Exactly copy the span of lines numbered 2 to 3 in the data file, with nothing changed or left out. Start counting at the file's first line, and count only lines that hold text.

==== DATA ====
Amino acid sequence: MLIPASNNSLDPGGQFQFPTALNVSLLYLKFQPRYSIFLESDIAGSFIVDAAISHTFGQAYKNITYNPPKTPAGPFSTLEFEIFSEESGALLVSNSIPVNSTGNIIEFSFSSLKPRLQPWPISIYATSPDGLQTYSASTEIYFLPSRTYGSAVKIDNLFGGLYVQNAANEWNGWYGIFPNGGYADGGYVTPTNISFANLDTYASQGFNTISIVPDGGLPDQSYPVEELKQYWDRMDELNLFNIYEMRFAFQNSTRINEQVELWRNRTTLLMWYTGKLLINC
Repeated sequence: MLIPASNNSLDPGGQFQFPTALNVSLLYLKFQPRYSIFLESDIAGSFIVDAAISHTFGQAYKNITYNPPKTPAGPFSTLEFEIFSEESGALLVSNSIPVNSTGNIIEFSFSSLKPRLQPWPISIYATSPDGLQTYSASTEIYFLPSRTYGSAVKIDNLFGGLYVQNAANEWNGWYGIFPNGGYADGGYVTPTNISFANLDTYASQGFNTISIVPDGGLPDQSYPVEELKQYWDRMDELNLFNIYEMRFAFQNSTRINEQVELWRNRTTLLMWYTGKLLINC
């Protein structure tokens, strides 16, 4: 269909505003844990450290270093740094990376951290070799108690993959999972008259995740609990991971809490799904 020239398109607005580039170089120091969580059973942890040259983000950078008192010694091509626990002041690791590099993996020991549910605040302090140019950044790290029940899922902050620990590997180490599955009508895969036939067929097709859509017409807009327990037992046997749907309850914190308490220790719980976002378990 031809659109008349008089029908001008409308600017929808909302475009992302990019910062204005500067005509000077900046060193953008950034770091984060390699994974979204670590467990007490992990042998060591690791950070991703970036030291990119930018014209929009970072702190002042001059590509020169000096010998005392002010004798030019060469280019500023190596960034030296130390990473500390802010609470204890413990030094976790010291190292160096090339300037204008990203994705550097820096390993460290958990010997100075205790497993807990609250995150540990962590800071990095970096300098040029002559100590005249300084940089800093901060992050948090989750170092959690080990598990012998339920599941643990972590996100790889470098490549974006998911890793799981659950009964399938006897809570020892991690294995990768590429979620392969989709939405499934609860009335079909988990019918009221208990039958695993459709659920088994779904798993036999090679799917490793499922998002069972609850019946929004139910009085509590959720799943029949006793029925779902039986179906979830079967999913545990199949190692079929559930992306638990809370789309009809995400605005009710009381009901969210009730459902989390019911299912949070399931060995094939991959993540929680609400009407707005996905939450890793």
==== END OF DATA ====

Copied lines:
Repeated sequence: MLIPASNNSLDPGGQFQFPTALNVSLLYLKFQPRYSIFLESDIAGSFIVDAAISHTFGQAYKNITYNPPKTPAGPFSTLEFEIFSEESGALLVSNSIPVNSTGNIIEFSFSSLKPRLQPWPISIYATSPDGLQTYSASTEIYFLPSRTYGSAVKIDNLFGGLYVQNAANEWNGWYGIFPNGGYADGGYVTPTNISFANLDTYASQGFNTISIVPDGGLPDQSYPVEELKQYWDRMDELNLFNIYEMRFAFQNSTRINEQVELWRNRTTLLMWYTGKLLINC
């Protein structure tokens, strides 16, 4: 269909505003844990450290270093740094990376951290070799108690993959999972008259995740609990991971809490799904 020239398109607005580039170089120091969580059973942890040259983000950078008192010694091509626990002041690791590099993996020991549910605040302090140019950044790290029940899922902050620990590997180490599955009508895969036939067929097709859509017409807009327990037992046997749907309850914190308490220790719980976002378990 031809659109008349008089029908001008409308600017929808909302475009992302990019910062204005500067005509000077900046060193953008950034770091984060390699994974979204670590467990007490992990042998060591690791950070991703970036030291990119930018014209929009970072702190002042001059590509020169000096010998005392002010004798030019060469280019500023190596960034030296130390990473500390802010609470204890413990030094976790010291190292160096090339300037204008990203994705550097820096390993460290958990010997100075205790497993807990609250995150540990962590800071990095970096300098040029002559100590005249300084940089800093901060992050948090989750170092959690080990598990012998339920599941643990972590996100790889470098490549974006998911890793799981659950009964399938006897809570020892991690294995990768590429979620392969989709939405499934609860009335079909988990019918009221208990039958695993459709659920088994779904798993036999090679799917490793499922998002069972609850019946929004139910009085509590959720799943029949006793029925779902039986179906979830079967999913545990199949190692079929559930992306638990809370789309009809995400605005009710009381009901969210009730459902989390019911299912949070399931060995094939991959993540929680609400009407707005996905939450890793």